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NICE impact report: maternity and neonatal care

Posted: 12/11/2019

The National Institute for Health and Care Excellence (NICE) has published an impact report on maternity and neonatal care which looks at progress made in implementing NICE guidance since its last report in May 2018.

The report is published against a background of moves to improve maternity and neonatal services.

In 2015, the Department of Health and Social Care (DHCS) announced its commitment to reduce the rate of stillbirths, neonatal and maternal deaths in England by 50% by 2030. Better births, improving outcomes of maternity services in England, published in February 2016, set out a vision for the transformation of maternity services. It envisaged safer, more personalised, kinder, professional and more family friendly maternity services across England, where women would have access to the information they needed to make decisions about their care and to access support for themselves and their babies. In July 2016, NHS England launched the Maternity Transformation Programme with the aim of achieving the goals set out in Better births. The aim of the NHS long term plan is now to halve the rates of stillbirths, neonatal and maternal deaths in England by 2025.

This article focuses on four aspects of the NICE impact report.

Multiple pregnancy

The impact report highlights the findings of the Twins and Multiple Births Association (TAMBA) three year Maternity Engagement Project. This project, which ran from 2016 to 2019, worked with 30 maternity units in England to improve outcomes for families experiencing multiple pregnancy by encouraging the implementation of the NICE guidance on twin and triplet pregnancies.

The Department of Health funded project involved specialist multiple midwives and Tamba staff supporting NHS staff within the 30 units. The units were audited and then re-visited 12 months later in order to assess the changes and their impact. The project found that, in those maternity units that made improvements, 65% of the units reduced neonatal admissions and 60% reduced their rates of emergency caesarean section.

The NICE impact report commented that, if all maternity units applied the NICE guidance on twin and triplet pregnancies, this could result in 634 fewer emergency caesarean sections and 1,308 fewer neonatal admissions in England every year, preventing 1 in 10 neonatal admissions involving babies from multiple births each year.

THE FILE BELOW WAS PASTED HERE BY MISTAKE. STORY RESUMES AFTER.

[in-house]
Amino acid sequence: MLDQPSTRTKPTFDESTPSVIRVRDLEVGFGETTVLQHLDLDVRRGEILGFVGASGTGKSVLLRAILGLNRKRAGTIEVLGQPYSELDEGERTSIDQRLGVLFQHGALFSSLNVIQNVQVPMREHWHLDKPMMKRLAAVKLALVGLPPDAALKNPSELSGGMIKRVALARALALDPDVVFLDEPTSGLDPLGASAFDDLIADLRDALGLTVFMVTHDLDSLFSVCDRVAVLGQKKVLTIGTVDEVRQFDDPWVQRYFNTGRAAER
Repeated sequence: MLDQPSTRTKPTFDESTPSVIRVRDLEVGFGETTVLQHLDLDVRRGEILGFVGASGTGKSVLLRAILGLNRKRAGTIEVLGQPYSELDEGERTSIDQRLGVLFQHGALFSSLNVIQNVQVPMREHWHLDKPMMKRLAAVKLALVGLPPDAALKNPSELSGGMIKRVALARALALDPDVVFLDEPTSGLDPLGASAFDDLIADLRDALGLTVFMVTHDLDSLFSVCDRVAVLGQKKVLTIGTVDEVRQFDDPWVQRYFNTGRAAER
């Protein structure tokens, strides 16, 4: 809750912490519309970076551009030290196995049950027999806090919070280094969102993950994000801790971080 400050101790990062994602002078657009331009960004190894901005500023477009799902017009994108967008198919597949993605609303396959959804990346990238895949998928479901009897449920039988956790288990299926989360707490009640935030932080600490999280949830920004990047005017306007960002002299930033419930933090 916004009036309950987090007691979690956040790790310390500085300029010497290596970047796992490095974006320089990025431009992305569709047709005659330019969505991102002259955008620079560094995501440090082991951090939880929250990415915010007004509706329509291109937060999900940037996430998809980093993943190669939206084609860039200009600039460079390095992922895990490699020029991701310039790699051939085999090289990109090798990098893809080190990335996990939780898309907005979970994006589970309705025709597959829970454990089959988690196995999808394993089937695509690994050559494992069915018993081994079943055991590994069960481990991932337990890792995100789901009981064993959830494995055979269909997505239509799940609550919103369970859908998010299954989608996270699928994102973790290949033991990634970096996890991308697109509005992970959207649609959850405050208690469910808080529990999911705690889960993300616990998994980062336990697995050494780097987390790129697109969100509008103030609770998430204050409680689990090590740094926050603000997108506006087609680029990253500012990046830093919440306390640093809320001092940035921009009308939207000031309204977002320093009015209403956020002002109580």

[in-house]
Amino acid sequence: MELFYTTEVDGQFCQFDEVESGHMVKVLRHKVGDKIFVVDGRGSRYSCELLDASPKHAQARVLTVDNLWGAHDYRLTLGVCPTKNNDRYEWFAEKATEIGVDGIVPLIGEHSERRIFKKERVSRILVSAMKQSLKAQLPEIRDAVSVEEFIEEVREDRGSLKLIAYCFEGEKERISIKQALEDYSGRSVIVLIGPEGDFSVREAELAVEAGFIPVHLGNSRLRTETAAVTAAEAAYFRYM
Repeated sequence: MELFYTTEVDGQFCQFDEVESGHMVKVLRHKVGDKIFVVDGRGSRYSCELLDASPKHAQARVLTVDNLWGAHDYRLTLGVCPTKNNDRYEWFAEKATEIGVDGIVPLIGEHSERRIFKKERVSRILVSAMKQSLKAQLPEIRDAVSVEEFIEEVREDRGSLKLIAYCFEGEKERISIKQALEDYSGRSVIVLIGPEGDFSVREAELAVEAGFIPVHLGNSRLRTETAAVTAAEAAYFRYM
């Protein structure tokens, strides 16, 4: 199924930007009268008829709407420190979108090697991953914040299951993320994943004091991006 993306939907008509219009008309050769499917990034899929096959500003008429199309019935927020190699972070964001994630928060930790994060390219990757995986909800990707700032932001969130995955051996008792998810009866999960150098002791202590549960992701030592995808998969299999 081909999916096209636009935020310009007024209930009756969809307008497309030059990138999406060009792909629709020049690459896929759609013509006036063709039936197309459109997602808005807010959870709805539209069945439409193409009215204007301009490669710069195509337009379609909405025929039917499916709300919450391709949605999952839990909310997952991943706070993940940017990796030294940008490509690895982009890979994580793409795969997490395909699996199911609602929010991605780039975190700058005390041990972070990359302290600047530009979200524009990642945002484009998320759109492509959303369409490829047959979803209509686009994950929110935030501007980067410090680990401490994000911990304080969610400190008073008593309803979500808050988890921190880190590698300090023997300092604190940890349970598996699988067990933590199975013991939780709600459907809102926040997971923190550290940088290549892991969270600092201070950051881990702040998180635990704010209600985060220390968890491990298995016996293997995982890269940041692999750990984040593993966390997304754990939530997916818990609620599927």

Fetal rhesus-D genotype test

Where a baby’s rhesus D status is different to that of its mother, this can cause serious complications for the baby, including anaemia, jaundice and brain damage.

In November 2016, NICE recommended the introduction of the first reliable test for the D status of a baby prior to birth. The impact report says that, since the last impact report, in May 2018, the number of NHS trusts providing this test has increased from 40 to 54 and the number of tests carried out continues to increase. The test is due to be rolled out nationally by 2021/22.

Specialist care of newborns

When a new-born baby needs to be transferred to and from a specialist neonatal care service, it may well have problems such as respiratory difficulties or problems maintaining its body temperature. Accordingly, these babies may need extra support during transfer. NICE guidance recommends that neonatal transfer services are available so that babies can have safe and efficient transfers.

The impact report says that, based on data from the National Neonatal Audit Programme (NNAP), over the last three years, there has been a decrease in the number of babies born under 32 weeks who were admitted, following transfer, with a temperature of less than 36°C, which suggests that transfer services have improved in this area. 

The NNAP audit also showed that, between 2014 and 2017, there was an increase in the number of babies who received specialist neonatal care who went on to receive a two-year follow-up of their health outcomes. For those babies who were born at less than 30 weeks gestation, there was a decrease of 5% (from 55% to 50%) in neurodevelopmental impairment at the two-year follow-up. The impact report considers that improvements in neonatal specialist care are likely to have contributed to this reduction.

Sodium Valproate prescribing

Babies exposed to Sodium Valproate in the womb are at high risk of serious complications.  According to data from the Medicines and Healthcare Products Regulatory Agency (MHRA), up to 4 in 10 of these babies may have developmental problems and 1 in 10 may have a birth defect.

The impact report highlights that NICE guidance has been updated so that it is aligned with the advice from the MHRA which says that Sodium Valproate must not be used by any women or girls able to have children unless there is a pregnancy prevention programme in place.

The impact report notes that, despite this, more can be done to reduce the risk. Although total prescribing of Sodium Valproate for women or girls between 14 and 45 in England has reduced in recent years, between January and March 2019, across the Clinical Commissioning Groups (CCGs), the proportion of women or girls between 14 and 45 who received prescriptions for Sodium Valproate ranged from 6% to 13%.

Camilla Wonnacott, associate in the Penningtons Manches Cooper clinical negligence team, said: “The latest NICE impact report highlights the work being done to improve maternity and neonatal care in a number of areas. Although it is encouraging to read about improvements and to see that the Government continues to be committed to increasing the standard of maternity and neonatal care, there is still clearly much to do. All too often we see the heart breaking results of care where improvement in standards could have transformed the outcome for both mother and baby.”

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